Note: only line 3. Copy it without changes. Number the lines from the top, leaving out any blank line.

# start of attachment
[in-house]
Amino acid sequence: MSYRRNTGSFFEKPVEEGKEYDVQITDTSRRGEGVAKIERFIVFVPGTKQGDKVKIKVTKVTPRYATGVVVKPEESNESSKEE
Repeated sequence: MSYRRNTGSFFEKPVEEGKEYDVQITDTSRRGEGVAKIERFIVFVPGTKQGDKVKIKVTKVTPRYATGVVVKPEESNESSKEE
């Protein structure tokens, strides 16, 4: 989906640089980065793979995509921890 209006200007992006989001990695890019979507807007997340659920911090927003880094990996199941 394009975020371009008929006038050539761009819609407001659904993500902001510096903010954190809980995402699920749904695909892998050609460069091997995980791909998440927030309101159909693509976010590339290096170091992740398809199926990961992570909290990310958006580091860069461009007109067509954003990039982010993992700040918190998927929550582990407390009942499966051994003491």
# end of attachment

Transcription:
Repeated sequence: MSYRRNTGSFFEKPVEEGKEYDVQITDTSRRGEGVAKIERFIVFVPGTKQGDKVKIKVTKVTPRYATGVVVKPEESNESSKEE